Tuesday, 17 September 2013

The Cité Napoléon

The recent Journées du Patrimoine (heritage days) event gave me the opportunity to explore two places usually closed to the public - both of which are linked to Napoléon III.

The first, the Cité Napoléon is the better-known of the two. Situated on the Rue Rochechouart in the 9th arrondissement, it was the first attempt to create decent housing for the working classes in Paris. 
The Cité was opened in 1851, just as the Second Republic morphed into the Second Empire (and Louis-Napoléon Bonaparte from 1st President of France to 2nd Emperor of the French.) Although a significant development of over 200 apartments, it was originally planned to be much larger. The ambitions didn't end there though. The housing complex was supposed to be the first of a series of similar constructions across the capital that would house (and control) the working classes. No others were ever built.


The connection to Napoléon III does not relate to the era in which it was built, but rather to the fact that the emperor himself was the driving force behind its construction. Napoléon III took a genuine interest in the conditions of the poor, but from a completely paternalistic perspective. Concerned particularly with their living conditions - and influenced by early British pioneers such as Henry Roberts and the phalanstères of Charles Fourier - he believed that through careful management of their habitations, the poor could be lead away from poverty.

Louis-Napoléon himself donated money to get the project rolling, and managed to persuade a number of other individuals and institutions to invest. The chosen site stood alongside a gas factory, in a district in sore need of housing for workers. In addition to the apartments, space was also found for communal facilities including a laundry, a crèche and workshops, and throughout the development importance was given to the circulation of light and air.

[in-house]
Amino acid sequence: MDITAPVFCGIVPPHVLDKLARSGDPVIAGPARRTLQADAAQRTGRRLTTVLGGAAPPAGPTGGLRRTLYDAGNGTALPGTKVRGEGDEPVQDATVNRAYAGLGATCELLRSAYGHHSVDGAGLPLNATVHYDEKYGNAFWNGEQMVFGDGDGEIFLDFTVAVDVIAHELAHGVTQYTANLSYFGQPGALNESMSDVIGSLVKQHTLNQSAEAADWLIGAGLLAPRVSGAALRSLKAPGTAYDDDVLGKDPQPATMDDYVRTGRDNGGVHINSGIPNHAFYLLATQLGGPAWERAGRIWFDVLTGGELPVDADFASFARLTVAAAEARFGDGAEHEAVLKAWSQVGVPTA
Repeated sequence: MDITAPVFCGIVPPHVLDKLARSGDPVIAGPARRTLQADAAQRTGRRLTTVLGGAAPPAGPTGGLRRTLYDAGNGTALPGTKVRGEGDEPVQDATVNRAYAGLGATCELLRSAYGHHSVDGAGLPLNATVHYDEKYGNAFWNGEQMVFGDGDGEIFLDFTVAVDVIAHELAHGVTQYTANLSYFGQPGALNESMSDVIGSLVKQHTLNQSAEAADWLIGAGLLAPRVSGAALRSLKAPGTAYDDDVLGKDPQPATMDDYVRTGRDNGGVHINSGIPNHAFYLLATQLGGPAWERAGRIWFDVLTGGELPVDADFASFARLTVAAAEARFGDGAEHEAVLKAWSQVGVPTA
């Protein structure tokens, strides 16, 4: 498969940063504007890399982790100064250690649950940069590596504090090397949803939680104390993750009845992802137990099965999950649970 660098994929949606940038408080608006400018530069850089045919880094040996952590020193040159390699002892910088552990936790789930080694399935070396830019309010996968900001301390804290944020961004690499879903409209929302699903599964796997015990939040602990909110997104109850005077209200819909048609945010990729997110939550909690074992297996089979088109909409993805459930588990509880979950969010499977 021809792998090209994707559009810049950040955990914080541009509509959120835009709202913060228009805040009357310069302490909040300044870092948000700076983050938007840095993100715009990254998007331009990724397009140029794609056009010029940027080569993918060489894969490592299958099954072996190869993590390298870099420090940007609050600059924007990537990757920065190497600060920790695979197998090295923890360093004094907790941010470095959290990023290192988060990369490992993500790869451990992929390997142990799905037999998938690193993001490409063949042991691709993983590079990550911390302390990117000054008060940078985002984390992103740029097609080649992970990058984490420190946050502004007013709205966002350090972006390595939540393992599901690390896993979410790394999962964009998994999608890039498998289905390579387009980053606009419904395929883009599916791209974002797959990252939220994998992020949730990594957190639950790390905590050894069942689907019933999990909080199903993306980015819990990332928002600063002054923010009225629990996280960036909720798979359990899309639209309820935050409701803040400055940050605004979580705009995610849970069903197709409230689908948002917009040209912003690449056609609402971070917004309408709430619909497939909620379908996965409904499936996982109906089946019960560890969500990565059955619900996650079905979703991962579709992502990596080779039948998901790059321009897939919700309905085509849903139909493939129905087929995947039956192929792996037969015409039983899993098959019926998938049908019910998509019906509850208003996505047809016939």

In addition to this, rents were set at comparitively low rates - and yet still the development was not a success. What were the reasons behind this failure?

Fundamentally, the flop seems to stem from a profound misunderstanding of the desires of the working classes in Paris. Although affordable, the target workers had no desire to live in a building that looked like a military barracks, and was controlled by people who wished to organise all elements of their lives. Perhaps most off-putting of all was the fact that the building only had one entrance, and that this entrance was firmly shut at 10pm each night!

Most of the construction was made up of small 1 and 2 bedroom apartments, but there were a number of bigger apartments geared towards larger families. However, these were too expensive for workers in the neighbourhood, and it would have been impossible to imagine the middle classes moving into such a development. The majority of these apartments therefore remained empty for long periods.




Somewhat ironically, the building seems to be very much peopled by the middle classes today. The complex, made up of four seperate buildings situated around a large garden courtyard (where the original fountain is still visible but no longer working), is also an obligatory stop for all
architecture students in Paris. This is mostly due to the interesting layout of the largest building which fronts onto the Rue Rochechouart.

The building is laid out into four 'streets' placed one on top of the other. These are connected by a series of staircases, and topped by a fantastic glass roof. The ensemble is certainly light and airy, but it is also still possible to see the drawbacks that initially kept people away, namely a sensation of being observed. From the corridors you can see right inside the apartments, and indeed it is almost possible to see all parts of the building from any particular spot. It is easy to imagine being watched by a disapproving paternal presence from down below!






The Cité Napoléon, 58-60 rue de Rochechouart, M° Anvers. Although visits are not generally permitted, it is normally possible to enter the building during the week.    

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